The consortium behind Russia’s Nord Stream 2 gas pipeline to Germany is appealing against the Danish Energy Agency’s (DEA) request for a third route through Copenhagen’s waters.
Nord Stream 2 is waiting for the DEA to decide on permit applications for two other routes and says the request for a third route is illegal.
The company’s adviser Sebastian Sass called on the DEA “without delay” to stop looking for a third route and allow the route running northwest of Denmark’s island of Bornholm (pictured).
The Russian media has claimed that Nord Stream 2 could save the European Union about €8 billion annually through a 13-per-cent drop in costs.
“If the pipeline is completed by the end of 2019 and is launched in 2020, European families will get access to natural gas at a lower cost price, and will save €8 billion annually,” Nord Stream 2 reportedly claimed. “This could happen due to the 13-per-cent decrease in prices.”
The Kremlin relies on oil and gas to fund more than a third of its budget.
Denmark’s delay in granting its consent is creating uncertainty about whether Nord Stream 2 can start gas exports from Russia to Germany by the end of the year as planned, before the Russian gas transit contract with Ukraine expires.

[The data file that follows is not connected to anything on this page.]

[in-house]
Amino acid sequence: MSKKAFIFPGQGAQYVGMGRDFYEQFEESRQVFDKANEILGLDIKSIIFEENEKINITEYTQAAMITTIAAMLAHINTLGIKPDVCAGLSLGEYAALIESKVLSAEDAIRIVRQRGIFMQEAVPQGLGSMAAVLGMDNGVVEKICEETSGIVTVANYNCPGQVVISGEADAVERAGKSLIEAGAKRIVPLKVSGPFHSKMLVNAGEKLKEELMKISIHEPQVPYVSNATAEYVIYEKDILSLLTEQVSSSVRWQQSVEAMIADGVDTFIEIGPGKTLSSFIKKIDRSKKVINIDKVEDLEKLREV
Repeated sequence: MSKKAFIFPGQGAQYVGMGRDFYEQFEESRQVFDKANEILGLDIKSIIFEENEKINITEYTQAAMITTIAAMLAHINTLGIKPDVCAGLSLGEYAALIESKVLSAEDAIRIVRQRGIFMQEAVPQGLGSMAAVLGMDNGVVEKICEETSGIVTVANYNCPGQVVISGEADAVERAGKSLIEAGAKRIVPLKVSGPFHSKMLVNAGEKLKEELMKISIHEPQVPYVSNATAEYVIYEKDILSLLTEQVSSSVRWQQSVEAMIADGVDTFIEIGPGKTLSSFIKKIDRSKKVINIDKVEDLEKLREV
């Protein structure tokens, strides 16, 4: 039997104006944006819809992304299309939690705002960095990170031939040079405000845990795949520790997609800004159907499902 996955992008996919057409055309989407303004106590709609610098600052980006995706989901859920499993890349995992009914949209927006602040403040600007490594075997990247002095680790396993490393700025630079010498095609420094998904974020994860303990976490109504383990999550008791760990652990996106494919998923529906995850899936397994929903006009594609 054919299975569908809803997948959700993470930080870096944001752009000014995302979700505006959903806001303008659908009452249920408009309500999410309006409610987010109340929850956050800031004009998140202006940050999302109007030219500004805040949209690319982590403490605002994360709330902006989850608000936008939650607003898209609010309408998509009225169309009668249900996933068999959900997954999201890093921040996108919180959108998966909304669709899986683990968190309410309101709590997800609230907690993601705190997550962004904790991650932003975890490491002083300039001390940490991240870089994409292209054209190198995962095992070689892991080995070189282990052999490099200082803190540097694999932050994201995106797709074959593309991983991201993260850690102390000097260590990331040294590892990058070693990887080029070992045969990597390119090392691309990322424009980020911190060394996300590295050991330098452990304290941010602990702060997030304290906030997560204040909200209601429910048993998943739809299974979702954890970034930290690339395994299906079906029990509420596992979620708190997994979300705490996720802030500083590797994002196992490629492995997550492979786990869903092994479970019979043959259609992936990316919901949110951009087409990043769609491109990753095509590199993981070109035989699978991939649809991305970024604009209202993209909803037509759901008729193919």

Russian gas export monopoly Gazprom had hoped to avoid the transit-fee disputes and other political confrontations that have plagued its existing pipeline network through Ukraine.
Nord Stream 2 has permits from Finland, Germany, Russia and Sweden on its route between Vyborg and Lubmin.
The pipeline operator applied in August 2018 for a permit for the northwestern route, which goes through Denmark’s exclusive economic zone but avoids its territorial waters around Bornholm.
Laying the pipe for the northwestern route through Danish territory, around 180km, could take around 30 days with two laying barges at an average rate of 3km per day each, Nord Stream 2 said.
The firm said no one benefited from delays in the launch, as access to cheap natural gas would reduce prices for the fuel across Europe. Each day of delay cost European citizens and employers €20 million, the pipeline operator estimated.
The DEA in April said it would only issue a permit for one route and it was not possible to say how long it would take to make a decision.
The consortium initially applied in April 2017 for a route passing through Copenhagen’s territorial waters south of Bornholm.
Denmark’s Baltic island of Bornholm. Picture credit: Wikimedia